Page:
MS Regency:

Then in 1981, she was purchased by; “Corporation Naviera Intercontinental SA” registered in Panama R.P. and they renamed her “Regency.” Although she was not given much of a refit, except for some internal deck name changes, etc, but externally she was painted all white, which and it did not suit the ship, considering her very high hull and sides that reached up to Boat Deck! The only colour to be found was a dark blue funnel with a dark logo and two buff signal masts atop her bridge.

However, there is little to no information available regarding her the service she was to operate on, however we do know that she must have crossed the Atlantic and headed for the America’s and operated most likely cruises from Miami to the Bahamas’ or the Caribbean Islands.

What we do know for a fact is that in 1982 control of the ship was taken over by Triton Holding Corp, based in Bermuda whilst she was laid up in Miami Florida. This move may well have meant that the ship was taken over due to non payments. For at the time she had been laid up at Miami and she did look somewhat neglected and was in a poor state, certainly nothing like the wonderful and always spotlessly maintained MTS Apollon II.

 

Above & below: MS Regency is seen laid up at Miami, Florida on March 5, 1982 as obviously things were not going very well for the ship!

Both photographs were taken by & Mr. Rich Turnwald of Miami Florida, USA

 

The MS Regency at some stage (date unknown) must have departed the USA and she headed and reached the Philippines. Once she had arrived, she was laid up at Batangas a Port City located on the south-western part of Luzon in the Philippines, but what year she actually arrived we do not know.

The End of what Was a Fine Classic Ship:

However a great tragedy struck the ex MS Irish Coast, MTS Apollon II, for suddenly on October 11, 1989, whilst the Regency was still laid up, looking so shockingly neglected at Batangas, a massive typhoon as officially named “Dan” struck in the region and it caused great damage around the very wide area.

Tragically the MS Regency was in the very heart of typhoon Dan and thus she suffered extreme damage and apparently the force of the forceful winds snapped her lines and she blown midstream and was partially grounded. As a result, she was declared a total loss by the insurance company and therefore, she was subsequently sold for scrap.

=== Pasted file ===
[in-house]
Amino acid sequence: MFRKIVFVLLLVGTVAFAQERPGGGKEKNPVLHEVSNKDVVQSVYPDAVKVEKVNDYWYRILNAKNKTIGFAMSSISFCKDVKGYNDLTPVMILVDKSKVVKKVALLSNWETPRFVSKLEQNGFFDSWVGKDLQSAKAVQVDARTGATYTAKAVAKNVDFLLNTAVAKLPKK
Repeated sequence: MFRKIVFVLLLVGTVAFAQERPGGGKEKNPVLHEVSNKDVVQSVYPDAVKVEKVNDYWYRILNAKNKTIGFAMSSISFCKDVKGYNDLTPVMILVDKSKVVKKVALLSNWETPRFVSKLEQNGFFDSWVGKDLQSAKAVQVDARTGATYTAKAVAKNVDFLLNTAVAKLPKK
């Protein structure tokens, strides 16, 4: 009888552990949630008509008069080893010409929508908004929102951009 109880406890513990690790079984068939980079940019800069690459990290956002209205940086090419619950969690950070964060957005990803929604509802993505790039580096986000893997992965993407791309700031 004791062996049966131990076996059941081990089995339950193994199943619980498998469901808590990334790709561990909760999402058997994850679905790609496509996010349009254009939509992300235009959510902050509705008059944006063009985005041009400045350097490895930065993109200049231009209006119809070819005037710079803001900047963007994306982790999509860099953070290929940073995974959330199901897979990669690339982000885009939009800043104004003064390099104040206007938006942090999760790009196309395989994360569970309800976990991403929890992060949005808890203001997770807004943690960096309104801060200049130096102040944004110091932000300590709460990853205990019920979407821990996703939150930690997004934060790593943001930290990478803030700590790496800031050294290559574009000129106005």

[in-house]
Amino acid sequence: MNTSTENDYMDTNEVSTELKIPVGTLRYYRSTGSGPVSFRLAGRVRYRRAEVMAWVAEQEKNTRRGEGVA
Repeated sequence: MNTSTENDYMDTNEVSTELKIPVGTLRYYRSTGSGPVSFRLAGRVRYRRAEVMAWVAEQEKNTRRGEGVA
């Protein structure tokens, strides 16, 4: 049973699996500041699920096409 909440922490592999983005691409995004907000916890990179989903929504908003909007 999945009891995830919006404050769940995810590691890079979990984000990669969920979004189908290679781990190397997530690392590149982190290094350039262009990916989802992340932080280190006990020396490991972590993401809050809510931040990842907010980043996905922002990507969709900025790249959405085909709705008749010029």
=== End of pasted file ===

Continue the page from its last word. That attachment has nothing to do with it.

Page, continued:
However, for some unknown reason it was not until a number of years later that the wrecked Regency was finally freed and towed to Manila where she was to be broken up. But, strangely enough the Regency was only broken up after 1996.

Specifications MS Irish Coast - MTS Apollon II:

IMO:……………………………………………………..5163120.

Names & Owners:…………………………………1952-1968 - MS Irish Coast, Coast Lines Ltd.

Sold:……………………………………………………..1968-1981 - MTS Orpheus - Apollon II, Epirotiki Lines.

Sold:……………………………………………………..1981-1989 - MS Regency, Corporation Naviera Intercontinental SA.

Builder:………………………………………………….Harland and Wolff, Belfast, Northern Ireland.

Yard No:………………………………………………..1461.

Launched:……………………………………………..May 8, 1952.

Delivered:……………………………………………..October 16, 1952.

Length:………………………………………………….103.54m - 339.7ft.

Breadth:………………………………………………..15.73m - 51.6 ft.

Draft:…………………………………………………….4.81m - 15.78 ft.

Tonnage:…………………………………………….3,813 GRT as built.

………………………………………………………………3,824 GRT.

Propulsion:……………………………………………Two 10 Cylinder Harland & Wolff Diesel Engines - 4,849 kW.

Speed:…………………………………………………..16 knots.

Passengers:…………………………………………..1,200 as built First and Tourist.

……………………………………………………………..350 for Apollon.

Crew:…………………………………………………….180

Stabilisers:……………………………………………Denny Brown Stabilisers.

 

Epirotiki Index:

Page One MV Semiramis the first ship!

Page One B MV Semiramis Deck Plan.

Page Two The Early Ships - SS Hermes, Atreus, Pegasus & Hermes II.

Page Three MS Argonaut.

Page Three B MS Argonaut Deck Plan.

Page Four MTS Jason.

Page Four B MTS Jason, later MS Ocean Odyssey - Deck Plans.

Page Five MTS Orpheus II.

Page Six MTS Apollon II.

Page Six B MTS Orpheus II & Apollon II - Deck Plans.

 

“Blue Water Liners sailing to the distant shores.
I watched them come, I watched them go and I watched them die.”